Eventually your map will reach a point where it requires redrawing. At
this point you've usually got the layout of the earliest rooms pretty
much figured out and can do a better job with the next map.

I keep trying to use computer based tools to do the mapping, but I find
computer based mapping to be laboriously slow and clunky. The best
I've done with these tools is use them to convert a finished paper map
into a nice clean looking one on the computer.

- Collin

Quintin Stone

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Jul 13, 2004, 11:00:01 AM7/13/04
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On Sun, 11 Jul 2004, Darkside wrote:

> How have people here gone about mapping?
>
> * Map as much as possible first before settling down and adventuring?
> * Map each room and drop an object and check out each adjacent room
> and exits?
> * Don't map ? (Bet not! :)
> * Just generally take the obvious exits?
> * Map other exits later on?
> * Is actually possible to map all exits and still make the map look
> good? (I know the Zork map is there but I don't want to cheat).
>
> I guess guys (and gals) I'm asking how do ye approach mapping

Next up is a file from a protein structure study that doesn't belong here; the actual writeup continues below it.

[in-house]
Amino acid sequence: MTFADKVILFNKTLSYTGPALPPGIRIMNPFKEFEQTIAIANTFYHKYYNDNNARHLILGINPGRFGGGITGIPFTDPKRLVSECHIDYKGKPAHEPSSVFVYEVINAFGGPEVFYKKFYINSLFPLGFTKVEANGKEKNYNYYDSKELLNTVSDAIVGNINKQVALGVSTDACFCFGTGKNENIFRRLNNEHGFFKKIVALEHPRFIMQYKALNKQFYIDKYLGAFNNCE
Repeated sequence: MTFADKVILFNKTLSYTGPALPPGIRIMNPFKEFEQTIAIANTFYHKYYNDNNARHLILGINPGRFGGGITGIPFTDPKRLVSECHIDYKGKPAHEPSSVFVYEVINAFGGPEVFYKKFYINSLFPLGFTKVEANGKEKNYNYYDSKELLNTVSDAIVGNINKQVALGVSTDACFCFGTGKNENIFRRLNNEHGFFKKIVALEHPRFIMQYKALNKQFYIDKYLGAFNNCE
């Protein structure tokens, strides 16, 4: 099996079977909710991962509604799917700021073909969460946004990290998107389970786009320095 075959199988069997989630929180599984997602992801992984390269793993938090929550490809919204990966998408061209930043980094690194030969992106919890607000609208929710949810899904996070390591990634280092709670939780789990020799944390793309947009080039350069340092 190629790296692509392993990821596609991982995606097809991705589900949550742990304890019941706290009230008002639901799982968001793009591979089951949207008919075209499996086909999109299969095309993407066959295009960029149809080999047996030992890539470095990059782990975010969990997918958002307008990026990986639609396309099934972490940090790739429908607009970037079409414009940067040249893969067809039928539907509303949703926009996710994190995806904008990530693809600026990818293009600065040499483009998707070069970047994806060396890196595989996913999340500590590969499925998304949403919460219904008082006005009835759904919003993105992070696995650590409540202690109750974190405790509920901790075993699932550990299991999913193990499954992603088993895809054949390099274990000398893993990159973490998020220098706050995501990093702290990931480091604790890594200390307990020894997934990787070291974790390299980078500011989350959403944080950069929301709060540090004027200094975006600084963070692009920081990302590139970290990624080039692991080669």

> consciously (or unconsciously for that matter?)

For me, mapping comes secondary to the game itself. The priority is to
play the game, and map as I go along. So I don't visit every exit first,
I simply map the room and indicate all visible exits with non-terminated
connection lines. If a path is blocked by an obstacle that seems to be
something that can be removed or bypassed later on (like a locked door), I
put a small X along the connection line to indicate it's something that
needs to be resolved. An exit that goes nowhere (like "You wander around
the woods but find nothing and return to the path") is marked with a loop
that extends from and then returns to the room.

Then when I decide to visit the next appropriate room, I'll map it in the
same way. In this way, my focus is on playing, but I have a record of
which exits I haven't gone through in case I get stuck elsewhere.

/====================================================================\
|| Quintin Stone O- > "You speak of necessary evil? One ||
|| Code Monkey < of those necessities is that if ||
|| Rebel Programmers Society > innocents must suffer, the guilty must ||
|| st...@rps.net < suffer more." -- Mackenzie Calhoun ||
|| http://www.rps.net/QS/ > "Once Burned" by Peter David ||
\====================================================================/

Darkside

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Jul 17, 2004, 5:02:58 PM7/17/04
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Some adventures are a joy to map... I found Theatre and Anchorhead
very enjoyable to play and the mapping was fair in that it didn't
bother me at all since the areas were logically linked. I didn't have